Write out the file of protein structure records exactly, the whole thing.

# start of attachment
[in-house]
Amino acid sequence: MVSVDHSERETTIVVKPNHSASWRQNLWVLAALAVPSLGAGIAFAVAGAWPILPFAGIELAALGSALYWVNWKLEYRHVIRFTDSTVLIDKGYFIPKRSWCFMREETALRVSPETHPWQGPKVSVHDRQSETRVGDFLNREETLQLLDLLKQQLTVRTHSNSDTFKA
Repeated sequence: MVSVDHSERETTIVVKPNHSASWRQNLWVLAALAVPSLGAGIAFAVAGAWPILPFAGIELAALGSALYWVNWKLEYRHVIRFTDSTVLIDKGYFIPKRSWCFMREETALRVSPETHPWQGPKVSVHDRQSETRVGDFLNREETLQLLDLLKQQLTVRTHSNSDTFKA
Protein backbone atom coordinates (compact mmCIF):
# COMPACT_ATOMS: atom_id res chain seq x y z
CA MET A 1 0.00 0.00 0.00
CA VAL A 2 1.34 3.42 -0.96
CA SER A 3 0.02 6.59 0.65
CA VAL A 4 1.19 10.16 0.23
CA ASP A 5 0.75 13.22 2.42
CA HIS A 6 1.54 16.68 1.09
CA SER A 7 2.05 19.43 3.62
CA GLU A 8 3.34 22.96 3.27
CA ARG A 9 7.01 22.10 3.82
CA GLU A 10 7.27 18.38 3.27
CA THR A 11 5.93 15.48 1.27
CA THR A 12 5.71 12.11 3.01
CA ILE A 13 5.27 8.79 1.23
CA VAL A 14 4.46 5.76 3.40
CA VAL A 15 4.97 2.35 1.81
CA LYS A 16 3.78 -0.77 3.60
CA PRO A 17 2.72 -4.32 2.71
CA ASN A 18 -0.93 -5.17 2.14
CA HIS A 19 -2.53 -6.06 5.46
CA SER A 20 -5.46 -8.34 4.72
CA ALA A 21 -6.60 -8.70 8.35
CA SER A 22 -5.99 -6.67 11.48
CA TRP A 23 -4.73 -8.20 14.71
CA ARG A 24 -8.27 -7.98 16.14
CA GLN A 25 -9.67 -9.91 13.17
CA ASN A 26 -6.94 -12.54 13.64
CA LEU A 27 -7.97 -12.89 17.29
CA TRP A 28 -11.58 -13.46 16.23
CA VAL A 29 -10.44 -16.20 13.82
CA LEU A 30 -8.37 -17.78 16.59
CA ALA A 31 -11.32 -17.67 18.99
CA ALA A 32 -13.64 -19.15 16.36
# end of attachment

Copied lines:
[in-house]
Amino acid sequence: MVSVDHSERETTIVVKPNHSASWRQNLWVLAALAVPSLGAGIAFAVAGAWPILPFAGIELAALGSALYWVNWKLEYRHVIRFTDSTVLIDKGYFIPKRSWCFMREETALRVSPETHPWQGPKVSVHDRQSETRVGDFLNREETLQLLDLLKQQLTVRTHSNSDTFKA
Repeated sequence: MVSVDHSERETTIVVKPNHSASWRQNLWVLAALAVPSLGAGIAFAVAGAWPILPFAGIELAALGSALYWVNWKLEYRHVIRFTDSTVLIDKGYFIPKRSWCFMREETALRVSPETHPWQGPKVSVHDRQSETRVGDFLNREETLQLLDLLKQQLTVRTHSNSDTFKA
Protein backbone atom coordinates (compact mmCIF):
# COMPACT_ATOMS: atom_id res chain seq x y z
CA MET A 1 0.00 0.00 0.00
CA VAL A 2 1.34 3.42 -0.96
CA SER A 3 0.02 6.59 0.65
CA VAL A 4 1.19 10.16 0.23
CA ASP A 5 0.75 13.22 2.42
CA HIS A 6 1.54 16.68 1.09
CA SER A 7 2.05 19.43 3.62
CA GLU A 8 3.34 22.96 3.27
CA ARG A 9 7.01 22.10 3.82
CA GLU A 10 7.27 18.38 3.27
CA THR A 11 5.93 15.48 1.27
CA THR A 12 5.71 12.11 3.01
CA ILE A 13 5.27 8.79 1.23
CA VAL A 14 4.46 5.76 3.40
CA VAL A 15 4.97 2.35 1.81
CA LYS A 16 3.78 -0.77 3.60
CA PRO A 17 2.72 -4.32 2.71
CA ASN A 18 -0.93 -5.17 2.14
CA HIS A 19 -2.53 -6.06 5.46
CA SER A 20 -5.46 -8.34 4.72
CA ALA A 21 -6.60 -8.70 8.35
CA SER A 22 -5.99 -6.67 11.48
CA TRP A 23 -4.73 -8.20 14.71
CA ARG A 24 -8.27 -7.98 16.14
CA GLN A 25 -9.67 -9.91 13.17
CA ASN A 26 -6.94 -12.54 13.64
CA LEU A 27 -7.97 -12.89 17.29
CA TRP A 28 -11.58 -13.46 16.23
CA VAL A 29 -10.44 -16.20 13.82
CA LEU A 30 -8.37 -17.78 16.59
CA ALA A 31 -11.32 -17.67 18.99
CA ALA A 32 -13.64 -19.15 16.36